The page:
A spectrum of factors influence women’s health, and neurology is no exception. At the biological level, sex differences such as hormonal changes during menarche, pregnancy, and menopause, and subtle influences sex hormones have on gene expression may affect symptoms and onset of Alzheimer’s disease, epilepsy, multiple sclerosis, and other conditions. Cultural mores mean that women do most of the caregiving for loved ones with Alzheimer’s disease, even as they are at greater risk than men for developing the condition. Even history plays a part, as for generations women have been left out of clinical trials for new treatments.
As part of Women’s History Month, several Duke neurologists agreed to discuss gender differences and concerns relevant to women in their areas of expertise. In our first entry, Suma Shah, MD, talks about multiple sclerosis, which is more than twice as common in women as it is in men. Shah answers questions about MS, including why this disease affects women more than men, how women with MS can cope with symptoms and find work-life balance, and what we’ve learned about MS over the past decade.
What are the major symptoms of multiple sclerosis (MS) in women? Are there ways these symptoms, or other aspects of the disease, affect women differently than they do men?
From person to person, or even day to day for any single person, there can be any number of symptoms that affect people with MS. Some of the most common symptoms of MS are fatigue, cognitive changes, sensory disturbances, vision problems, and mobility issues. For a woman living with MS, preconception planning, pregnancy, and motherhood can be challenging conversations and decisions.
Why does MS affect women more than it does men?
There’s no great answer to this yet. Sex hormone influences on gene expression, X-chromosome related micro RNAs, and known sex-dependent effects of aging on the immune system have been implicated as to possible reasons why. As with many features of MS, there seems to be no one culprit; rather, the interplay of multiple factors seems to have a role.
Many women living with MS have health concerns about childbirth and pregnancy. How difficult is it for women with MS to have children? What can women do to help ensure a healthy pregnancy and delivery?
Women with MS are not known to be at a higher risk of pregnancy complications. Though pregnancy can be protective against MS relapses, particularly in the third trimester, it has been noted that there is an increase in relapse rate in the first three months postpartum. Survey data from 1200+ women reflect that MS doesn’t influence a woman’s decision to marry or have a relationship but it can cause concern about raising children.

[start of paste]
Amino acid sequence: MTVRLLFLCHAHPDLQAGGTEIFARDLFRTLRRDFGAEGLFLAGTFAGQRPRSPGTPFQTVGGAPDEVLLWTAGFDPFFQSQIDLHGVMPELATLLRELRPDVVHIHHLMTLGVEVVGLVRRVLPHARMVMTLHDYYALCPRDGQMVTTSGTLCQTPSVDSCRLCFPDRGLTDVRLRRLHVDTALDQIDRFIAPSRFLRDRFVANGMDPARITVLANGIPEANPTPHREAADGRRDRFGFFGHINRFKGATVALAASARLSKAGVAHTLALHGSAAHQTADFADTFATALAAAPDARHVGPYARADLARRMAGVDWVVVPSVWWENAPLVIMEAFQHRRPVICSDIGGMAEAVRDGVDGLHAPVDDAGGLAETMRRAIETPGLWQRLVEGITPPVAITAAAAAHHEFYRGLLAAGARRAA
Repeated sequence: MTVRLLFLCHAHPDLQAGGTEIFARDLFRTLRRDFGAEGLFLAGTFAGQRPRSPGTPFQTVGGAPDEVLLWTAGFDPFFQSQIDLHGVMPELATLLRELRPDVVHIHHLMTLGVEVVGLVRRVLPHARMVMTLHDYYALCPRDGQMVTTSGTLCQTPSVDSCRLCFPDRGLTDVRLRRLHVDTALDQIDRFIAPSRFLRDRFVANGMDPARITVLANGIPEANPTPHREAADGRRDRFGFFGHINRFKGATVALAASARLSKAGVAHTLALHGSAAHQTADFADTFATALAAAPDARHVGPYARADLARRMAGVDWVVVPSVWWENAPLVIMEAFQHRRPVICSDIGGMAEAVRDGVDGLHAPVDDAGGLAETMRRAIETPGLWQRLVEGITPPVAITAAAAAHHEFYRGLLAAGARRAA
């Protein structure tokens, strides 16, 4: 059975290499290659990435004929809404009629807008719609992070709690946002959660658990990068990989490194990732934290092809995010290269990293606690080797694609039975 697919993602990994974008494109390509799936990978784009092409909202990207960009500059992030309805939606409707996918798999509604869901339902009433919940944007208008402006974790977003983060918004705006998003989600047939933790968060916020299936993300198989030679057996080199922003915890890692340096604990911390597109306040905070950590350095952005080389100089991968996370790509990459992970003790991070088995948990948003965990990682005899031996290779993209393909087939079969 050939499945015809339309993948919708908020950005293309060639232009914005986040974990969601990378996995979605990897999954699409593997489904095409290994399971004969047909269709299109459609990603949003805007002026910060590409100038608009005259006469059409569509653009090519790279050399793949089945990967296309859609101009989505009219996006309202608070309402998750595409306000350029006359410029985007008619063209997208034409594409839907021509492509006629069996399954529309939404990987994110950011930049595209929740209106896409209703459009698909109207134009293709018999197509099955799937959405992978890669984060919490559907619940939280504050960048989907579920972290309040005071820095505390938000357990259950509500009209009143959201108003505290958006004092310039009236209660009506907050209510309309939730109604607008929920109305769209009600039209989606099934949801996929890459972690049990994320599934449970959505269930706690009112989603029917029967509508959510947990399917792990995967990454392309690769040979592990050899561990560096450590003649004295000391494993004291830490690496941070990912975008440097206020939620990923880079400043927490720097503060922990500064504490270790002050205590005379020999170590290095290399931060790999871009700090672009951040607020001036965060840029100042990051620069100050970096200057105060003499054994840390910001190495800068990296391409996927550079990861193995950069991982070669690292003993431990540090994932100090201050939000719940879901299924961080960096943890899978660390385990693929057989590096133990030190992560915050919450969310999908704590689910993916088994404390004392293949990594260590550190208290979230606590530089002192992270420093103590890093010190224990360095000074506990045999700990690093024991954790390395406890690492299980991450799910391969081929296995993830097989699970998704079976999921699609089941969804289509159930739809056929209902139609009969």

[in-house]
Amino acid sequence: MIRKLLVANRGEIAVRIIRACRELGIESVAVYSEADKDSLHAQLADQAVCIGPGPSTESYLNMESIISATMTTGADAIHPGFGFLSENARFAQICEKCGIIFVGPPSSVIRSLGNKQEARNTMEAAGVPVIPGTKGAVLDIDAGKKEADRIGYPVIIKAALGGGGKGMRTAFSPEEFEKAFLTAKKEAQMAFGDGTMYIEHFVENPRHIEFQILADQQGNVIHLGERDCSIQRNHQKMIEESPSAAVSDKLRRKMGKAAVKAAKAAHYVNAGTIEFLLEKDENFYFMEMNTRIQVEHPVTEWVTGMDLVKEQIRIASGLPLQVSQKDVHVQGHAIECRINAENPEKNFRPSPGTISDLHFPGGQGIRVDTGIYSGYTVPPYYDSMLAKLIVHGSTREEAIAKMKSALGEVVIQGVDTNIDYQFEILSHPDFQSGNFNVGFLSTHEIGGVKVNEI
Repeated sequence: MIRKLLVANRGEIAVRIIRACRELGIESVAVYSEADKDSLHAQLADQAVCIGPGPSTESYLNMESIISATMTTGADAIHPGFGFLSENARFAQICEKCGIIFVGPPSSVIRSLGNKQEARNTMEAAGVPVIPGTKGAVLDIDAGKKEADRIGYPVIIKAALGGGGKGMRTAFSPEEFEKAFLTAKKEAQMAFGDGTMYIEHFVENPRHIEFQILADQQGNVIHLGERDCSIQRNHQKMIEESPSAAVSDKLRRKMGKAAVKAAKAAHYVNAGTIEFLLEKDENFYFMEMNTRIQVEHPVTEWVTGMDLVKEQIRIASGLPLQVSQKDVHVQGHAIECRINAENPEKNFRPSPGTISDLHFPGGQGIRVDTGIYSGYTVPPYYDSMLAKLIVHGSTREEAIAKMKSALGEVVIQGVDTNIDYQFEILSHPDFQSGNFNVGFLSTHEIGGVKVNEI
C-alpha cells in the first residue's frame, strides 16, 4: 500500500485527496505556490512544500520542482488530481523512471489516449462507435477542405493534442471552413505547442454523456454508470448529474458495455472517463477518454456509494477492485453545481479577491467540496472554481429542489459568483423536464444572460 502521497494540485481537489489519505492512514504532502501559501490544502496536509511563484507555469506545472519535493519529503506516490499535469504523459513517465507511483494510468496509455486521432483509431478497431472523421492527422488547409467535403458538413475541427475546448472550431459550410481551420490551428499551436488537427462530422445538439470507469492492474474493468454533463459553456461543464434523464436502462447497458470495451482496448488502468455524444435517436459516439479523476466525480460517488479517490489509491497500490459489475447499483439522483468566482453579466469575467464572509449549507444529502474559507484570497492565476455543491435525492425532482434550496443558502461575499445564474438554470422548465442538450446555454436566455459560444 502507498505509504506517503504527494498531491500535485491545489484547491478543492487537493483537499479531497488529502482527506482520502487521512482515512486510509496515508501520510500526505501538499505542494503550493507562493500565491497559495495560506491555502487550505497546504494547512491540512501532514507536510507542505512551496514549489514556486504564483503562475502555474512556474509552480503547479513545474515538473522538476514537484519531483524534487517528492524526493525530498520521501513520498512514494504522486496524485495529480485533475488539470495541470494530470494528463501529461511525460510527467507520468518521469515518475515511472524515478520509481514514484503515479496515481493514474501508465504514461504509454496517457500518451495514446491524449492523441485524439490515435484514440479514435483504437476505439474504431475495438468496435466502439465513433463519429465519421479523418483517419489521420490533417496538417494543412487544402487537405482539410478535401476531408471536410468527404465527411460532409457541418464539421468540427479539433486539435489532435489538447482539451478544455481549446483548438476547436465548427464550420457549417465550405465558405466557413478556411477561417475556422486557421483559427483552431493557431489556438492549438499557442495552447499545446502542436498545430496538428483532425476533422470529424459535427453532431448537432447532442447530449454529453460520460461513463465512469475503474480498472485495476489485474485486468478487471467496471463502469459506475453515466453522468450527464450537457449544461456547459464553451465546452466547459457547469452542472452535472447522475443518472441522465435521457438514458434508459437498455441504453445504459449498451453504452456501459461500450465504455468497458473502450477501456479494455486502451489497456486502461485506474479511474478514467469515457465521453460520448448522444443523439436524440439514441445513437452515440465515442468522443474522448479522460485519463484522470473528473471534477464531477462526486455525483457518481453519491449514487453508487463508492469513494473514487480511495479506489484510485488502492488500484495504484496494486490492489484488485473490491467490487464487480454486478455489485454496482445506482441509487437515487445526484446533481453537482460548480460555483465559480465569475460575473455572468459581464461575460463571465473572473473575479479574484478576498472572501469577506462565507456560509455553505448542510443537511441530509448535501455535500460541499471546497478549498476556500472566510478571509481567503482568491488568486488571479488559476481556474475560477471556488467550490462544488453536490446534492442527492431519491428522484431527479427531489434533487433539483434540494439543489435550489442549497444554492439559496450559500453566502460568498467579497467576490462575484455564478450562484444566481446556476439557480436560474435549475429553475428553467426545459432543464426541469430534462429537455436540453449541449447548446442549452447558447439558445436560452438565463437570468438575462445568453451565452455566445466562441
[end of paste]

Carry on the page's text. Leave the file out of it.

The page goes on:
It is important involve the MS provider and obstetrician in the planning conversations so that appropriate advice may be given for disease management and what to expect. Patients with previously more active disease may need specialized and closer monitoring.
Finding a healthy work-life balance is difficult for many women, even those without the debilitating symptoms of MS. How do the symptoms of MS affect women who are trying to work and/or raise children? What can be done to help women with MS succeed and find balance?
MS-related fatigue is the first symptom that comes to mind. A large majority of working women surveyed in the Women with MS study (85% of 1248 respondents) reported that they are experiencing MS related fatigue. This type of fatigue more disruptive and often more difficult to overcome than everyday fatigue that someone without MS experiences.
MS symptoms or symptoms exacerbations (worsening of previously experienced symptoms in the setting of infections, stress, poor sleep, etc) can limit the ability to participate in family activities. The surveyed women also responded that there is less spontaneity in their family because of MS-related fatigue. Both of these things (participation in family activities and spontaneity) are more pronounced when mobility is limited as well.
We encourage all of our patients with MS to speak to their MS provider about coming up with an individualized strategy to address some of the challenges. Fatigue is so multifactorial: it can be from sleep deprivation, from depression, from deconditioning, in addition to just being from the fatigue that is unique to MS. Exercise regimens, physical therapists, occupational therapists, sleep counseling, and medications can all be employed to address fatigue. Engaging family and friends can help create an environment that is supportive as well.
What do we know about MS in women that we didn't 10 years ago? What do you think we'll find out about this area over the next decade?
One of the reasons I’ve chosen to specialize in this field is that what we knew ten years ago is already so different from the MS we know today. It was in 1998 that the PRIMS study helped us better understand pregnancy-related relapse rates in women with MS. The MS world continues to rapidly change. I think that the next decade will bring more information about the safety of disease modifying therapies in MS as well as a better understanding of progressive MS.